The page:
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TEXT: Galatians 5:22

SUBJECT: Watson on Redemption Applied #8: Joy

Tonight, with the Lord's help, we'll continue our study of Thomas Watson on the Application of Redemption. "Redemption", you know, is another word for "salvation". The Bible teaches that salvation is a work of the Triune God. Before the world was, the Father planned to save us; at the cross, Jesus Christ bought our salvation with His own blood, and-at some time in our lives-the Holy Spirit gives salvation to us. That gift is what we call "the application of redemption".

It starts with effectual calling-God calls us by the Gospel. He then gives us the faith to answer the call. This faith, in turn, makes us acceptable to God, brings us into His family, makes us feel His love, produces holiness in our lives, and gives us peace with God and with ourselves. These are the parts of salvation we've studied so far.

Now we move on to another fruit of the Spirit's work in our lives, and that is joy.

"The fruit of the Spirit is joy".


Watson begins the chapter by describing his term. What is joy? He says,

"Spiritual joy is a sweet and delightful passion,

arising from the apprehension and feeling of

some good, by which the soul is supported

under present troubles, and fence against

future fear".

This is a good deal more than a definition. Watson tells us what joy is, what it's based on, and what it does for us now and in the future. Let's look at each part, in turn.

First of all, joy is a passion. That is to say, it is a strong feeling. For some Christians feeling is everything. They find their assurance in warm feelings, they make key decisions on how the feel about them, and so on. This is not right, of course. The Bible tells us to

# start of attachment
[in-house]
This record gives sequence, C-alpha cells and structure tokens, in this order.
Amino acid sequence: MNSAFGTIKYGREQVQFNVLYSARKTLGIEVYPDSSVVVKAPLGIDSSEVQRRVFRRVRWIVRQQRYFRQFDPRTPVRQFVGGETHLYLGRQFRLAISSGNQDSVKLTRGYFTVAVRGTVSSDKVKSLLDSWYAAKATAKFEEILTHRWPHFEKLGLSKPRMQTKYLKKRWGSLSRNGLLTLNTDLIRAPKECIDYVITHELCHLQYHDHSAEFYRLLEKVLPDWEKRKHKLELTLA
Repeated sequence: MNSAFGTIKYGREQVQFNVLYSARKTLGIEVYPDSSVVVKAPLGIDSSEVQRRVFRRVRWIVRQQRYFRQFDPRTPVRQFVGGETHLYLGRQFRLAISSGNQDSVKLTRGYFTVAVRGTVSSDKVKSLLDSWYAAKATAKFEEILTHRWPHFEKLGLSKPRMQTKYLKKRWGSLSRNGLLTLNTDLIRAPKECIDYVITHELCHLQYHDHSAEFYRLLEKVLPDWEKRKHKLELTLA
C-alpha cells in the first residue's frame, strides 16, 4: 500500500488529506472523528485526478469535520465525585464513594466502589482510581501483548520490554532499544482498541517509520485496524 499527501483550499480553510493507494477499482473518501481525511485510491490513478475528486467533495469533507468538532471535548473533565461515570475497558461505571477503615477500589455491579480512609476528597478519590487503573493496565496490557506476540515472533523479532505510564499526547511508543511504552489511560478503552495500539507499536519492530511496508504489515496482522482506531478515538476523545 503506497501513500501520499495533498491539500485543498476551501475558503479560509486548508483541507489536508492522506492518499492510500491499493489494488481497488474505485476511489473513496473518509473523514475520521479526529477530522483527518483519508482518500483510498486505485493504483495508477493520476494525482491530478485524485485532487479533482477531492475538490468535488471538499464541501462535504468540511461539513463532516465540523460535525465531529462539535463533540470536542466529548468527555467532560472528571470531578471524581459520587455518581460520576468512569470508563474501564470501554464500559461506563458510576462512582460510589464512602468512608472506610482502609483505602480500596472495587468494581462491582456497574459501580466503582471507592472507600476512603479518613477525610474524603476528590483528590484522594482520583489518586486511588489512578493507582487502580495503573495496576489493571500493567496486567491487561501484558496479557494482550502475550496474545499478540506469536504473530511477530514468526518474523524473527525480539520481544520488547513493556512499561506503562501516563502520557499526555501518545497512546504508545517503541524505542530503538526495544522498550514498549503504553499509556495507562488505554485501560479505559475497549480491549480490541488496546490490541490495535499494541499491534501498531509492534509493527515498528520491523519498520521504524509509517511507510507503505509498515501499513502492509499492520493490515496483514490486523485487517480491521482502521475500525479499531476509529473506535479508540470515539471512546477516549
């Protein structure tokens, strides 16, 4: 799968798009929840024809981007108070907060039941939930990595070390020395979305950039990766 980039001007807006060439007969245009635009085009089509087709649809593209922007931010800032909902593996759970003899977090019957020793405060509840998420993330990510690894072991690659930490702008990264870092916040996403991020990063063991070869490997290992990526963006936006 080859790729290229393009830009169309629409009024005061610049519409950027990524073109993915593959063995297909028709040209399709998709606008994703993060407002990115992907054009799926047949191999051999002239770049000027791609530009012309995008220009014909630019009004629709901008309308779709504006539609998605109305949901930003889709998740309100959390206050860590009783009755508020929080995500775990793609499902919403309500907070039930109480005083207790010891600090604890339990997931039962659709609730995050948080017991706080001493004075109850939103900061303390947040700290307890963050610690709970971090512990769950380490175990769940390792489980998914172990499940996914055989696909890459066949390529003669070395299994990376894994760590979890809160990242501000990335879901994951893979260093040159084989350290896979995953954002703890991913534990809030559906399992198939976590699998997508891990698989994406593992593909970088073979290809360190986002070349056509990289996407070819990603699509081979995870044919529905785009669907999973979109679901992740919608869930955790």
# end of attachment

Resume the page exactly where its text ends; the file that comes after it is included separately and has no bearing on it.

"Gird up the loins of our minds".

Assurance, for example, has a rational basis-that there is a reason, an explainable reason for knowing you're saved. Important decisions should be thought through and not made by impulse or whim. Also, everyone knows that feelings are changeable, and are affected by non-spiritual things like when you last ate or what the weather is like or how much you slept last night. No, feelings are not everything!

But feelings matter to God. He made us with bodies that are capable of feeling things-good and bad. And joy is one of the things He wants us to feel. And not just vaguely, but intensely. Peter says we're to

"Rejoice with a joy unspeakable

and full of glory".

The one person in the Bible who was against feeling joy was David's first wife, Michal. And for her spiteful attitude and ugly words, God struck her barren for life.

Joy is a feeling.

Secondly, joy is a feeling based on something good. In other words, it's not a natural feeling or a passion stirred up by fast music or stimulated in some other way. No, joy comes from something real and solid and good.

What is it? Watson says,

"It arises from the Promise. As a bee sucks out

the sweetness of a flower, so joy sucks out

the sweetness of God's Promise".

If joy were nothing more than an animal spirit, then some people could not have it. And those who have it could lose it because of sickness or obesity or weariness or old age. Yet our Lord said,

"My joy no one takes from you".